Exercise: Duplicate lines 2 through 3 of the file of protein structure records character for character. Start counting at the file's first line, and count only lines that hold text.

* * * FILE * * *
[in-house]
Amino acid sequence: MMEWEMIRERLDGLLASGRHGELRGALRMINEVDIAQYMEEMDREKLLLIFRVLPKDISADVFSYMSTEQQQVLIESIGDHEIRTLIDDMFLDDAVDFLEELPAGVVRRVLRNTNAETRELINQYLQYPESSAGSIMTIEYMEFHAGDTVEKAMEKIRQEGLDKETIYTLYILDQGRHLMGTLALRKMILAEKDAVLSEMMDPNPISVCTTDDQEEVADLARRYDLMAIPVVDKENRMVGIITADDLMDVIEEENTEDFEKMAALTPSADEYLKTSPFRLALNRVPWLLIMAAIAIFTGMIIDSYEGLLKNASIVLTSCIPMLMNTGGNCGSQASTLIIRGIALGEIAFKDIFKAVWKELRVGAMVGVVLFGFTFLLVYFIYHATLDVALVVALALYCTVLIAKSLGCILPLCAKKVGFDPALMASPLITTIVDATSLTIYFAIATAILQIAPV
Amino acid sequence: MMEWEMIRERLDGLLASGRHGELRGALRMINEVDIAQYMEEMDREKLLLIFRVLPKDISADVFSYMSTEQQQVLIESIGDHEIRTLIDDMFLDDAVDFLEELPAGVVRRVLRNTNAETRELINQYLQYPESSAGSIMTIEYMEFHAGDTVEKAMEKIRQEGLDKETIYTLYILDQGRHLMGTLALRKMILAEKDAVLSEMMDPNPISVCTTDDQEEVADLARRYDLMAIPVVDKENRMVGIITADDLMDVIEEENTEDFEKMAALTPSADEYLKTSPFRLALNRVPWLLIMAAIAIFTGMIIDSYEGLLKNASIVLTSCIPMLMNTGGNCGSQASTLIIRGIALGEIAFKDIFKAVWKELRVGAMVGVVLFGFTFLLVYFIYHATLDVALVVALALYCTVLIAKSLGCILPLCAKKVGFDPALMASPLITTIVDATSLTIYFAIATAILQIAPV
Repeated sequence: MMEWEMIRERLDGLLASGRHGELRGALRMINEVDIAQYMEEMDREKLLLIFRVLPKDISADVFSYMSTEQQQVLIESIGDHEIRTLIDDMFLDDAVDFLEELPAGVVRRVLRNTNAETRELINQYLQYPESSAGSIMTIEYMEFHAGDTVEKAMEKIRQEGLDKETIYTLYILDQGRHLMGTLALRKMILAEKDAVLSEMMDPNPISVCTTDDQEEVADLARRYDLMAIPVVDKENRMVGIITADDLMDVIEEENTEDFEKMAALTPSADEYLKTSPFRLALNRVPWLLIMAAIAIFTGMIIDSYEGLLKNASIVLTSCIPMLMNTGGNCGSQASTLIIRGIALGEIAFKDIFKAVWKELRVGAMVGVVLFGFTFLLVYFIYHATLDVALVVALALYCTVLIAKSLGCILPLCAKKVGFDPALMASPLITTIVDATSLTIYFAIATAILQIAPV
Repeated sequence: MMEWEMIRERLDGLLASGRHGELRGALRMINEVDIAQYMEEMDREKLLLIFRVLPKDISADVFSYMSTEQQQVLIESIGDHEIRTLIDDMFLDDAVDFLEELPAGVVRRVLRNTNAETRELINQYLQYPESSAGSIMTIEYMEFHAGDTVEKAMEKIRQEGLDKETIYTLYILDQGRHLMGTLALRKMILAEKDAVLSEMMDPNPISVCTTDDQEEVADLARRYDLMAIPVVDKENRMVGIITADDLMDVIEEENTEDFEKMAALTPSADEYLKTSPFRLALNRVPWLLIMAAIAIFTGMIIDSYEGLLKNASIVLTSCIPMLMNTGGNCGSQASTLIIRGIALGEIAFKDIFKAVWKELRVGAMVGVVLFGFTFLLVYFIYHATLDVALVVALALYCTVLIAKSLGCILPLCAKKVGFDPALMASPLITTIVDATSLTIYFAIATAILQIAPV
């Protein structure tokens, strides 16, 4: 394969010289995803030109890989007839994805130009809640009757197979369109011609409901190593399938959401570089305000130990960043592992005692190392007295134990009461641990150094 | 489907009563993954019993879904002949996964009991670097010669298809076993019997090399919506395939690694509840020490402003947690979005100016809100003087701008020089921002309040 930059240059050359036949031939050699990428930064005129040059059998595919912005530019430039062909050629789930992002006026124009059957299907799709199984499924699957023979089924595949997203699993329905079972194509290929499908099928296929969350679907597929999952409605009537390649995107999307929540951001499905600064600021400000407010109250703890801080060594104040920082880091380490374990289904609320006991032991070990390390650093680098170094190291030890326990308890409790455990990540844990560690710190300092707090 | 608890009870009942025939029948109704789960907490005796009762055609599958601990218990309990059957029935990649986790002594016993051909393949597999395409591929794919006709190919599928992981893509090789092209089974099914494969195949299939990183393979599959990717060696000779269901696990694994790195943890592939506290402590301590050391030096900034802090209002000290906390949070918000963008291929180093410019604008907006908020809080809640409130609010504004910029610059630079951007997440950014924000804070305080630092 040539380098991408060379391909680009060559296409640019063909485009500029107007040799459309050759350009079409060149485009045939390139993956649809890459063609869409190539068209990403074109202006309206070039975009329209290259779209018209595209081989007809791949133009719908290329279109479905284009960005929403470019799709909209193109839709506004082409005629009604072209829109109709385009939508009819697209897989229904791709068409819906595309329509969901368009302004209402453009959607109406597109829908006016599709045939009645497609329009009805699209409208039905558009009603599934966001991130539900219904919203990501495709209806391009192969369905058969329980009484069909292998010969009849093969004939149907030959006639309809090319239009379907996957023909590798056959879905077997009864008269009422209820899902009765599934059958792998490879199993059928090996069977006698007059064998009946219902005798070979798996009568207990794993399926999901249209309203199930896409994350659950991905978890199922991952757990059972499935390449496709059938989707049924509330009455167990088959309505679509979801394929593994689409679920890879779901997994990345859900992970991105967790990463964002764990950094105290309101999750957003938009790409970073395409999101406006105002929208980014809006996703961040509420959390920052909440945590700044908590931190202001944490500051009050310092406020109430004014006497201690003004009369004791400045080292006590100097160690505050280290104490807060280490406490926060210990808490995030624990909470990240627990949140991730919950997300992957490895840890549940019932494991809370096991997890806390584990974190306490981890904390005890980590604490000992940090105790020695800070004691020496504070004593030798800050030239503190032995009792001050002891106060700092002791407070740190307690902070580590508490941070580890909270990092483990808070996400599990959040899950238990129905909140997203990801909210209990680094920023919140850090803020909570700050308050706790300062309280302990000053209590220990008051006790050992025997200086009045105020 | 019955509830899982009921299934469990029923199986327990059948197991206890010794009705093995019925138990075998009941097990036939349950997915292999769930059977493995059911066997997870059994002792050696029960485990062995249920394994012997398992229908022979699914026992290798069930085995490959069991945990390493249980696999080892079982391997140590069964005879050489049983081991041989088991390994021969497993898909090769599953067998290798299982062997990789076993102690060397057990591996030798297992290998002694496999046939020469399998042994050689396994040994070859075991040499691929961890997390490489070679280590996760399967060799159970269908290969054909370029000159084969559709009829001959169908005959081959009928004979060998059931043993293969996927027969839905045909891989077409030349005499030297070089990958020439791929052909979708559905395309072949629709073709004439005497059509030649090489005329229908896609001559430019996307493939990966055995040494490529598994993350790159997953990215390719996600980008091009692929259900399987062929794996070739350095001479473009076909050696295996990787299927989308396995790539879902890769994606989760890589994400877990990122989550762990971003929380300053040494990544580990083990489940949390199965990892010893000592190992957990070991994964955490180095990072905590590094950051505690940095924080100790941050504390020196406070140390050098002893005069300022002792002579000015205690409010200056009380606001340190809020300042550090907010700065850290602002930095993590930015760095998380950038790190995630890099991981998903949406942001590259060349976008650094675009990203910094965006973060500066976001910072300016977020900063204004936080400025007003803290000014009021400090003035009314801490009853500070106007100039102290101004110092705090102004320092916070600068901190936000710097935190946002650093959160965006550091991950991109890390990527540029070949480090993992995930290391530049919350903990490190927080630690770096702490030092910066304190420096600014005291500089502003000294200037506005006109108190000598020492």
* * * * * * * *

Amino acid sequence: MMEWEMIRERLDGLLASGRHGELRGALRMINEVDIAQYMEEMDREKLLLIFRVLPKDISADVFSYMSTEQQQVLIESIGDHEIRTLIDDMFLDDAVDFLEELPAGVVRRVLRNTNAETRELINQYLQYPESSAGSIMTIEYMEFHAGDTVEKAMEKIRQEGLDKETIYTLYILDQGRHLMGTLALRKMILAEKDAVLSEMMDPNPISVCTTDDQEEVADLARRYDLMAIPVVDKENRMVGIITADDLMDVIEEENTEDFEKMAALTPSADEYLKTSPFRLALNRVPWLLIMAAIAIFTGMIIDSYEGLLKNASIVLTSCIPMLMNTGGNCGSQASTLIIRGIALGEIAFKDIFKAVWKELRVGAMVGVVLFGFTFLLVYFIYHATLDVALVVALALYCTVLIAKSLGCILPLCAKKVGFDPALMASPLITTIVDATSLTIYFAIATAILQIAPV
Amino acid sequence: MMEWEMIRERLDGLLASGRHGELRGALRMINEVDIAQYMEEMDREKLLLIFRVLPKDISADVFSYMSTEQQQVLIESIGDHEIRTLIDDMFLDDAVDFLEELPAGVVRRVLRNTNAETRELINQYLQYPESSAGSIMTIEYMEFHAGDTVEKAMEKIRQEGLDKETIYTLYILDQGRHLMGTLALRKMILAEKDAVLSEMMDPNPISVCTTDDQEEVADLARRYDLMAIPVVDKENRMVGIITADDLMDVIEEENTEDFEKMAALTPSADEYLKTSPFRLALNRVPWLLIMAAIAIFTGMIIDSYEGLLKNASIVLTSCIPMLMNTGGNCGSQASTLIIRGIALGEIAFKDIFKAVWKELRVGAMVGVVLFGFTFLLVYFIYHATLDVALVVALALYCTVLIAKSLGCILPLCAKKVGFDPALMASPLITTIVDATSLTIYFAIATAILQIAPV